Two cousins from Miami are in the Mediterranean, enjoying life by scamming money off of rich women. One day, they read about a young woman set to inherit $50,000,000 from her father. At ... See full summary »
Kristin Scott Thomas
In Egypt, princess Maytes father is assassinated by 7 men, leaving her with the sacred three chains of gold. She decides to seek out the help of Prince in USA, and sends him a tape of her ... See full summary »
That's the question I was asking myself as I watched it. Now, I know that it is a pseudo-sequel to the much-better and more coherent Purple Rain and it showed, especially with all the motorcycle trips out to the "graffiti bridge" (very similar in appearance to some of the lake sequences in the previous movie). And Morris Day and the Time are around again. That's really where any comparision ends.
Prince's character is hyped-up on spirituality (which of course, isn't popular with the club crowds in the film). But ever other spiritually-themed song is followed by one that is much more sexually-charged and with little if no connection to the theme the character is trying to get past. The phrase "in the Temple" is used way too often in way too many of the songs, and is often the only religious link in any of the tunes.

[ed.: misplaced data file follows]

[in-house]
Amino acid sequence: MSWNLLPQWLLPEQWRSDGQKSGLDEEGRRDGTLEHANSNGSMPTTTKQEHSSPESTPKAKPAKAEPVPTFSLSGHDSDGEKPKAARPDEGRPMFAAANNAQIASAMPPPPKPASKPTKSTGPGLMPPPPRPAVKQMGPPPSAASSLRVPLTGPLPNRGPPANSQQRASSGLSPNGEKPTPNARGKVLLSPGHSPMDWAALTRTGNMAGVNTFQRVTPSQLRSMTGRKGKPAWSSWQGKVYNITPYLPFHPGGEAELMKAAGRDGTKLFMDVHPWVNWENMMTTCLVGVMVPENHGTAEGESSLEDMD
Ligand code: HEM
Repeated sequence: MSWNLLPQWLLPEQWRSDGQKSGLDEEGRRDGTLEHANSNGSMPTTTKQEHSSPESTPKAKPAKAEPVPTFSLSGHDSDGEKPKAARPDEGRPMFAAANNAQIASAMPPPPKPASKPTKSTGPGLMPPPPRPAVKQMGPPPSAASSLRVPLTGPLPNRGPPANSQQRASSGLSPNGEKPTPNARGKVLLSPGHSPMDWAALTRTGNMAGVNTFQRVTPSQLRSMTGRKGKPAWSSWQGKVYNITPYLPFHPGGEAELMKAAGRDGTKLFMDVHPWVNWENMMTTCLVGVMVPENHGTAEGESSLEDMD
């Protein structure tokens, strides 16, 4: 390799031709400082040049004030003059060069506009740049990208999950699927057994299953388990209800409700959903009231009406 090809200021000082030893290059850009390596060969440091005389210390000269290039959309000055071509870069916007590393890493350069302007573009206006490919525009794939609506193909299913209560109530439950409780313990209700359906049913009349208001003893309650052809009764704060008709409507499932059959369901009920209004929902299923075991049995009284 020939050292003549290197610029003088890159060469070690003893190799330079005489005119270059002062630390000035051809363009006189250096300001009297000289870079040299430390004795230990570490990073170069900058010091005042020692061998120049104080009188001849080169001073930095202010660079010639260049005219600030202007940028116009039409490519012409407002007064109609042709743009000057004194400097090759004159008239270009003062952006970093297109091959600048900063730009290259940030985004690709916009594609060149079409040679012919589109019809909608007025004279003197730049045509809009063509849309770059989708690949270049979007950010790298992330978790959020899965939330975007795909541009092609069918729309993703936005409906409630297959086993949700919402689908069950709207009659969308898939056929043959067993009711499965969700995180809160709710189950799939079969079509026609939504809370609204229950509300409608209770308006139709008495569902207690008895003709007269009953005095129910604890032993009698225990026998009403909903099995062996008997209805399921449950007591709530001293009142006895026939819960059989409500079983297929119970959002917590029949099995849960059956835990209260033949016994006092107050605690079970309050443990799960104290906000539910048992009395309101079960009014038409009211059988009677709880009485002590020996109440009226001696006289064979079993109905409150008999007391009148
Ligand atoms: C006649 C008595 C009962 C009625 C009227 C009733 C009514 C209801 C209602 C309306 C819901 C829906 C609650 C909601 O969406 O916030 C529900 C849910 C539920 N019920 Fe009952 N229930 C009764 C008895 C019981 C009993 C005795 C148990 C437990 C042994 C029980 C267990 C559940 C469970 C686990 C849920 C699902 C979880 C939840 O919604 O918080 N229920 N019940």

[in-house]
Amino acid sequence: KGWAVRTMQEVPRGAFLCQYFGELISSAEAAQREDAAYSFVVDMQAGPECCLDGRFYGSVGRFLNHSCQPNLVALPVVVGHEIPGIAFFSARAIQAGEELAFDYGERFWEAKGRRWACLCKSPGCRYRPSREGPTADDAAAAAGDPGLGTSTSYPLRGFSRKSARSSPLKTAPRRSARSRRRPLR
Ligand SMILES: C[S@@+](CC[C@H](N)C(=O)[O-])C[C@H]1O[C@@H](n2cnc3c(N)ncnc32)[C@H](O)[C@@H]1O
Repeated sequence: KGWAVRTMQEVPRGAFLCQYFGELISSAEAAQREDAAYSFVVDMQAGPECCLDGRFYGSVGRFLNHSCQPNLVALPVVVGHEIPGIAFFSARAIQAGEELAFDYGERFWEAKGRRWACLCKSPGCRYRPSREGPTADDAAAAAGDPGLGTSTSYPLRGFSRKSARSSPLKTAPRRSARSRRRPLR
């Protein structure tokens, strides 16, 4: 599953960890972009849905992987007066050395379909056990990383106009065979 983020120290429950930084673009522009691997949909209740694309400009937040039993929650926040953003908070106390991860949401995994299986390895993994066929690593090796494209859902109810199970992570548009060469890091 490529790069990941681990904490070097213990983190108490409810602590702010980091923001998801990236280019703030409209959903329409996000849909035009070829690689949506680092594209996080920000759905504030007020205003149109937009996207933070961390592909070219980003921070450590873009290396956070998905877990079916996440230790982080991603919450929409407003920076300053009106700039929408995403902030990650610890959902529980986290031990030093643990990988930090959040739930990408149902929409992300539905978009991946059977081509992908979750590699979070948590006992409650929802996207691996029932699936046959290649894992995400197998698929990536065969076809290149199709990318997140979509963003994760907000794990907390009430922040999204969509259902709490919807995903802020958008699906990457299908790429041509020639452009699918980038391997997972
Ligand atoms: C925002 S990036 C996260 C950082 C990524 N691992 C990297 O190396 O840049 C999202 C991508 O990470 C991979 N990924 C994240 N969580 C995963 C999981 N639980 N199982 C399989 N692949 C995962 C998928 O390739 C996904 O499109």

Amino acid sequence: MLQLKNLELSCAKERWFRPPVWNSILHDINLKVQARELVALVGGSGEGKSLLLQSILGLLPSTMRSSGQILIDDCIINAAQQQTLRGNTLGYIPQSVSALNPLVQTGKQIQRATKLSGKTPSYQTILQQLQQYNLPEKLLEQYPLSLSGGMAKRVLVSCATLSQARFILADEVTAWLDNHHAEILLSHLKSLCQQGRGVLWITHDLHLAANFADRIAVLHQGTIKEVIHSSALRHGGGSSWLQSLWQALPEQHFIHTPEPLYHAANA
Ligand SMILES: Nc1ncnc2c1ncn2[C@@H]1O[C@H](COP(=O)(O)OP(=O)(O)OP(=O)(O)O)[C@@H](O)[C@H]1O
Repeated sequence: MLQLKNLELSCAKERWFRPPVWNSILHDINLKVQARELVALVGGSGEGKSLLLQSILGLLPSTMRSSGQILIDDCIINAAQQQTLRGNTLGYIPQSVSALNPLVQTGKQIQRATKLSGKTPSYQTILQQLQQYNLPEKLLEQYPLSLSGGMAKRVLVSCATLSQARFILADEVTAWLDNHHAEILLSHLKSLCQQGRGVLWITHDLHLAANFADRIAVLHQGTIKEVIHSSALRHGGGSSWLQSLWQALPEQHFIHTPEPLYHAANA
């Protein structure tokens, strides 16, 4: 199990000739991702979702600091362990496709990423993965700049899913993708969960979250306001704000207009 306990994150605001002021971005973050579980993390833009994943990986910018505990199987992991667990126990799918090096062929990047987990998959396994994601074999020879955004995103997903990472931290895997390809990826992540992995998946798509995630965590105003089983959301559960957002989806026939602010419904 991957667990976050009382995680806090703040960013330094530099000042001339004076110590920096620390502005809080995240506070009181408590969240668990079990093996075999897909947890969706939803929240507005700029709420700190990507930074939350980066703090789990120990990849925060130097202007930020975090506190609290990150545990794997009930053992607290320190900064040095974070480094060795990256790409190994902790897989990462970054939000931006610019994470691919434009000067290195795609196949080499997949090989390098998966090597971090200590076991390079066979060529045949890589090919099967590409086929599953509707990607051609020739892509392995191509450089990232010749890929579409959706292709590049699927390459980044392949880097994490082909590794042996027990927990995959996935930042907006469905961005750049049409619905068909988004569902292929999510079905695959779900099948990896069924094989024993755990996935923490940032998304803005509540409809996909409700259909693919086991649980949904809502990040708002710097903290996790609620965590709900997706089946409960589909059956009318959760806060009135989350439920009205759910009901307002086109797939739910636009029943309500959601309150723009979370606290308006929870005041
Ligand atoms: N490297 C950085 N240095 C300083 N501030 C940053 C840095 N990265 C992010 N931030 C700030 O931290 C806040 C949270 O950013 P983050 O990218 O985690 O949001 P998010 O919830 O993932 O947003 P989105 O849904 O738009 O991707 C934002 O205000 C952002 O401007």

This movie seems to reflect the quagmire that was inside Prince himself at the time...He was trying new things but very disjointedly. The New Power Generation had replaced the Revolution, and there are many occurences of the symbol that would become his name (at least early forms of it).
The highlights of the film for me were the performances of Morris Day and the Time, Mavis Staples, George Clinton (even though he seemed to be performing a Prince tune instead of his own work) and the short dance number by Tevin Campbell.
If you like Prince, take a gander at the film...just don't expect Purple Rain. If you don't like Prince, don't bother.
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